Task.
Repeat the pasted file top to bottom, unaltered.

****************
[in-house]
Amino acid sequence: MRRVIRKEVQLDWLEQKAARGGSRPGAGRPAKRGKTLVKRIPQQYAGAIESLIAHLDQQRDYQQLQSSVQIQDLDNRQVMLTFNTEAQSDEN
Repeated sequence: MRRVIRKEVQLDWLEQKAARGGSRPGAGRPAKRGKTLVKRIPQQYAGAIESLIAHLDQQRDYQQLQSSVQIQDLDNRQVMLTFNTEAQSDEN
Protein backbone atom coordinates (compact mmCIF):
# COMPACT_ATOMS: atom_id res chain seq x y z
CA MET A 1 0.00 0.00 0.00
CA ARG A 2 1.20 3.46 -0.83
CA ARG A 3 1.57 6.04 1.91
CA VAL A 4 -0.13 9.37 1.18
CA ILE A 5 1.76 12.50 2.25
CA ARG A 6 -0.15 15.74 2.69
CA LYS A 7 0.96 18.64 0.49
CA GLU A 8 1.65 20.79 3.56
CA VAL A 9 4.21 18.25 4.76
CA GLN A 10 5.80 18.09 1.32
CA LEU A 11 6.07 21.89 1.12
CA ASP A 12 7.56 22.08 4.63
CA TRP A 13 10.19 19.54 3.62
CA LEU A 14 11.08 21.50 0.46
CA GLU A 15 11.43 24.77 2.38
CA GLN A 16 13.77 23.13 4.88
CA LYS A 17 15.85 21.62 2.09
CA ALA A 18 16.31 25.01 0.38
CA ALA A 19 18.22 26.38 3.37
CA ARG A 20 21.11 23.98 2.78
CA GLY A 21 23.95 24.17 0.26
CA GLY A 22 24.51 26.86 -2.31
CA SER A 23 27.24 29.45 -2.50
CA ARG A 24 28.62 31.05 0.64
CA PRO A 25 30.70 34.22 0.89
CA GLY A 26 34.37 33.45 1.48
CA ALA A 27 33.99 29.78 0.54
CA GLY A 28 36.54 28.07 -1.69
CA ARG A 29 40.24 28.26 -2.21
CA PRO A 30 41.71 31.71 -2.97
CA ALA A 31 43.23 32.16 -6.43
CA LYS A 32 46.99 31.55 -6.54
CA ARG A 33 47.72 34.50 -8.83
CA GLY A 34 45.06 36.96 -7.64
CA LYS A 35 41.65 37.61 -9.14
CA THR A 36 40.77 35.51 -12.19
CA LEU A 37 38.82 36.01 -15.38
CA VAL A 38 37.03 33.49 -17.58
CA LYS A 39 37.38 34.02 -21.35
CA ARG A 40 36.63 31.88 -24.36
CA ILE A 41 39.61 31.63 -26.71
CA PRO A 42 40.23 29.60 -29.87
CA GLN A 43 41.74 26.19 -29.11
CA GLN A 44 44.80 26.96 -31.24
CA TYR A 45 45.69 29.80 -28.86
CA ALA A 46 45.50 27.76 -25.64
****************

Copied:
[in-house]
Amino acid sequence: MRRVIRKEVQLDWLEQKAARGGSRPGAGRPAKRGKTLVKRIPQQYAGAIESLIAHLDQQRDYQQLQSSVQIQDLDNRQVMLTFNTEAQSDEN
Repeated sequence: MRRVIRKEVQLDWLEQKAARGGSRPGAGRPAKRGKTLVKRIPQQYAGAIESLIAHLDQQRDYQQLQSSVQIQDLDNRQVMLTFNTEAQSDEN
Protein backbone atom coordinates (compact mmCIF):
# COMPACT_ATOMS: atom_id res chain seq x y z
CA MET A 1 0.00 0.00 0.00
CA ARG A 2 1.20 3.46 -0.83
CA ARG A 3 1.57 6.04 1.91
CA VAL A 4 -0.13 9.37 1.18
CA ILE A 5 1.76 12.50 2.25
CA ARG A 6 -0.15 15.74 2.69
CA LYS A 7 0.96 18.64 0.49
CA GLU A 8 1.65 20.79 3.56
CA VAL A 9 4.21 18.25 4.76
CA GLN A 10 5.80 18.09 1.32
CA LEU A 11 6.07 21.89 1.12
CA ASP A 12 7.56 22.08 4.63
CA TRP A 13 10.19 19.54 3.62
CA LEU A 14 11.08 21.50 0.46
CA GLU A 15 11.43 24.77 2.38
CA GLN A 16 13.77 23.13 4.88
CA LYS A 17 15.85 21.62 2.09
CA ALA A 18 16.31 25.01 0.38
CA ALA A 19 18.22 26.38 3.37
CA ARG A 20 21.11 23.98 2.78
CA GLY A 21 23.95 24.17 0.26
CA GLY A 22 24.51 26.86 -2.31
CA SER A 23 27.24 29.45 -2.50
CA ARG A 24 28.62 31.05 0.64
CA PRO A 25 30.70 34.22 0.89
CA GLY A 26 34.37 33.45 1.48
CA ALA A 27 33.99 29.78 0.54
CA GLY A 28 36.54 28.07 -1.69
CA ARG A 29 40.24 28.26 -2.21
CA PRO A 30 41.71 31.71 -2.97
CA ALA A 31 43.23 32.16 -6.43
CA LYS A 32 46.99 31.55 -6.54
CA ARG A 33 47.72 34.50 -8.83
CA GLY A 34 45.06 36.96 -7.64
CA LYS A 35 41.65 37.61 -9.14
CA THR A 36 40.77 35.51 -12.19
CA LEU A 37 38.82 36.01 -15.38
CA VAL A 38 37.03 33.49 -17.58
CA LYS A 39 37.38 34.02 -21.35
CA ARG A 40 36.63 31.88 -24.36
CA ILE A 41 39.61 31.63 -26.71
CA PRO A 42 40.23 29.60 -29.87
CA GLN A 43 41.74 26.19 -29.11
CA GLN A 44 44.80 26.96 -31.24
CA TYR A 45 45.69 29.80 -28.86
CA ALA A 46 45.50 27.76 -25.64